Envelopes suspected of containing ricin poison addressed to president, defense secretary
The envelopes did not enter the White House or Pentagon.
Two envelopes suspected of containing ricin poison, one addressed to Defense Secretary James Mattis, were identified in the Pentagon's Central Processing Center, according to a U.S. official.
Later on Monday, the Secret Service reported it had also intercepted a suspicious envelope addressed to President Donald Trump, though that envelope was not received, nor did it enter the White House.
The envelopes found at the Pentagon's mail center were addressed to Mattis and Chief of Naval Operations Adm. John Richardson, the official said. Those pieces of mail, flagged as part of the Pentagon's normal processing procedures, are being examined to determine whether they test positive for the deadly poison, the FBI said in a statement.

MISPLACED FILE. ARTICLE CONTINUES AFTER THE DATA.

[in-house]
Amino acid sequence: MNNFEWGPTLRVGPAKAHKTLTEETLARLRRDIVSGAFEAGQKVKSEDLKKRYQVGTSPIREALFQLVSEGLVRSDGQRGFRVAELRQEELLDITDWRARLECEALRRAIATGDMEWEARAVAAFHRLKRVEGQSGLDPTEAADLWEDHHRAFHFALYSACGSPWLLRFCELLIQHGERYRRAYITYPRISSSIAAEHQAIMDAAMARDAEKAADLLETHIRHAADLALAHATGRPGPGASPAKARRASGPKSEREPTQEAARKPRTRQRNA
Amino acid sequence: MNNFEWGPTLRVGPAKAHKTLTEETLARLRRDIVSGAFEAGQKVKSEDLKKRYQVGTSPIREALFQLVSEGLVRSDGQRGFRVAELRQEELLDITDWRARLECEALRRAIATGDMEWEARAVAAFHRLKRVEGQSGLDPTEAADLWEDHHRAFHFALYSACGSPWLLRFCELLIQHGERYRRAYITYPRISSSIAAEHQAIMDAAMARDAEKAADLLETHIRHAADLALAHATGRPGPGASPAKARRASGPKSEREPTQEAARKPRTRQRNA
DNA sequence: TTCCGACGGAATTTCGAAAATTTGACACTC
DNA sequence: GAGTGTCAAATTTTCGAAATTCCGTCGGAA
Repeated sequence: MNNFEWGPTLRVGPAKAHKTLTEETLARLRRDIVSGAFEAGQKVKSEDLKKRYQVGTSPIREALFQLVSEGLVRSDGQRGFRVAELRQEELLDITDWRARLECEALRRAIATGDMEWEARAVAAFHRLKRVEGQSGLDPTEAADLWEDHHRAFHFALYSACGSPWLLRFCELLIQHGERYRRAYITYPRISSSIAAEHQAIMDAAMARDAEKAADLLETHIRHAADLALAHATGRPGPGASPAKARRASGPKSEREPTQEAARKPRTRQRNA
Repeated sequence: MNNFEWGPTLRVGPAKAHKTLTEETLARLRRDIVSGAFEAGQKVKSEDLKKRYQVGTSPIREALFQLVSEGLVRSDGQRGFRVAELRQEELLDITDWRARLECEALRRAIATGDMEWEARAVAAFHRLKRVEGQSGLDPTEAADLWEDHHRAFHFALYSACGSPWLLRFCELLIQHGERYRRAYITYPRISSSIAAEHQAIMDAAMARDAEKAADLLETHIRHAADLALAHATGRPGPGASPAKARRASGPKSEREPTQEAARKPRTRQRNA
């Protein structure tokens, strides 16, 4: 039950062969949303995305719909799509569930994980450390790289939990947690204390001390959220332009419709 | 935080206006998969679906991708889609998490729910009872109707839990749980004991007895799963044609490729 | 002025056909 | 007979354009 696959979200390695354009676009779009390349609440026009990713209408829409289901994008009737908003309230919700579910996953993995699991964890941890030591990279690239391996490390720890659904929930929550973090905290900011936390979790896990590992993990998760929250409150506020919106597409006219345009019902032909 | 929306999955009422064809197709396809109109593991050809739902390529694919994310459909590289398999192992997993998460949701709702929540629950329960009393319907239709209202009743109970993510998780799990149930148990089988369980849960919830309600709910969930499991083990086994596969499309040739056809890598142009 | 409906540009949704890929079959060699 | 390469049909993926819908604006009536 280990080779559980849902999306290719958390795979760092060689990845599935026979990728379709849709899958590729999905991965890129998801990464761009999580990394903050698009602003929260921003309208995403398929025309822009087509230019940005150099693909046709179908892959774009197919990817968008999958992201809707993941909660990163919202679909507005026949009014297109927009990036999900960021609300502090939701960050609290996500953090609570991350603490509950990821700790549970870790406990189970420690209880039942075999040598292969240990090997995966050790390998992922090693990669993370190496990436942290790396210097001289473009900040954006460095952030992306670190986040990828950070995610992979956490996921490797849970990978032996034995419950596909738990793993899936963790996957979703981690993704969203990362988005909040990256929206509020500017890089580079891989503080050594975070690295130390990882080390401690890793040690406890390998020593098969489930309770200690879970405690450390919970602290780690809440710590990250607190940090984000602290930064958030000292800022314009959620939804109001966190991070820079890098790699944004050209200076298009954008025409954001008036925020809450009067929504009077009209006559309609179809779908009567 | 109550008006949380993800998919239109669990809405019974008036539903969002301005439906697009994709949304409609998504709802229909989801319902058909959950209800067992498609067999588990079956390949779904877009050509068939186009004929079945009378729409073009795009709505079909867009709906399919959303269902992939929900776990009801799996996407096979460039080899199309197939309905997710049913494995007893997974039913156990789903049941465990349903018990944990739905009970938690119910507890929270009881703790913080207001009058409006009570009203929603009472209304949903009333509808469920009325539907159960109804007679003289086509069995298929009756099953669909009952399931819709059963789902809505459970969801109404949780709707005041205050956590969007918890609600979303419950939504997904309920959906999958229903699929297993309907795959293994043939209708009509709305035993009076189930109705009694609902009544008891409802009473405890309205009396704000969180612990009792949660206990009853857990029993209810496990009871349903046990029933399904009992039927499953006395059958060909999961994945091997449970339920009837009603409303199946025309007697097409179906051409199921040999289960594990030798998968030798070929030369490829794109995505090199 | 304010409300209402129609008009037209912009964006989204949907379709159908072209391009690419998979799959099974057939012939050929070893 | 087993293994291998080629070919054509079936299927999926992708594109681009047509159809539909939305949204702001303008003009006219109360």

The Secret Service said it's also cooperating with law enforcement to fully investigate the suspicious envelope addressed to the president.
"Further, all threats directed towards the President, or any Secret Service protectee, are treated seriously and fully investigated," the Secret Service said in a statement.
Meanwhile, all U.S. Postal Service mail received at the Pentagon facility Monday is under quarantine, the Department of Defense said. That mail poses no threat to Pentagon personnel, the department added.
The Pentagon's Central Processing Center is located on the Pentagon compound in Arlington, Virginia, but not directly attached to the main building. The envelopes did not enter the Pentagon.
Ricin is a poison found naturally in castor beans that can be purified or refined and exposed to people through air, food or water, according to the Centers for Disease Control and Prevention. Ricin poisoning is not contagious.